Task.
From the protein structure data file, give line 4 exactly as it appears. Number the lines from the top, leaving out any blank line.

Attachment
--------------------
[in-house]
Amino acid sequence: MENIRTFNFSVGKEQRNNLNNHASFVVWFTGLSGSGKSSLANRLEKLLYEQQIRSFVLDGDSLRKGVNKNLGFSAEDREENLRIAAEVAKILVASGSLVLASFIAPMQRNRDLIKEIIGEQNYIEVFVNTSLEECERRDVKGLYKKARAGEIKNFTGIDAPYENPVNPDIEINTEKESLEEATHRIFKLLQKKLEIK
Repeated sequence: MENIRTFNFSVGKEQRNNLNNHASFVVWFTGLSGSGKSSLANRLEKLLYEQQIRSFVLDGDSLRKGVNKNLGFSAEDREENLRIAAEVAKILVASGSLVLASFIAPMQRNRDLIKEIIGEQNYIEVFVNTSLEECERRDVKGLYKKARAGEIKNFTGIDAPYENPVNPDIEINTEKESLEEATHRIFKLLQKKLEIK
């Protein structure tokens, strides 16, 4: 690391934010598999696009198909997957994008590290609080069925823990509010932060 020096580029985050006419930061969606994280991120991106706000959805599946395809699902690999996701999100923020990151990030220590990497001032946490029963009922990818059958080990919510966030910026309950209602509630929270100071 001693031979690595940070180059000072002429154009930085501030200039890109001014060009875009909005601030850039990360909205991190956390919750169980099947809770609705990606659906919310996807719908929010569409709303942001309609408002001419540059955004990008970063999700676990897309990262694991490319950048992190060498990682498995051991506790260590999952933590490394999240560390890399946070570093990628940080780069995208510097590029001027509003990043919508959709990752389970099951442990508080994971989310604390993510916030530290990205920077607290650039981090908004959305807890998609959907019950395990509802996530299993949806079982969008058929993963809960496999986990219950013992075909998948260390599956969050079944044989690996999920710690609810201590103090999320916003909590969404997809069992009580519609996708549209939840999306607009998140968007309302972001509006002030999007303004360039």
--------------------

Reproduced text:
């Protein structure tokens, strides 16, 4: 690391934010598999696009198909997957994008590290609080069925823990509010932060 020096580029985050006419930061969606994280991120991106706000959805599946395809699902690999996701999100923020990151990030220590990497001032946490029963009922990818059958080990919510966030910026309950209602509630929270100071 001693031979690595940070180059000072002429154009930085501030200039890109001014060009875009909005601030850039990360909205991190956390919750169980099947809770609705990606659906919310996807719908929010569409709303942001309609408002001419540059955004990008970063999700676990897309990262694991490319950048992190060498990682498995051991506790260590999952933590490394999240560390890399946070570093990628940080780069995208510097590029001027509003990043919508959709990752389970099951442990508080994971989310604390993510916030530290990205920077607290650039981090908004959305807890998609959907019950395990509802996530299993949806079982969008058929993963809960496999986990219950013992075909998948260390599956969050079944044989690996999920710690609810201590103090999320916003909590969404997809069992009580519609996708549209939840999306607009998140968007309302972001509006002030999007303004360039």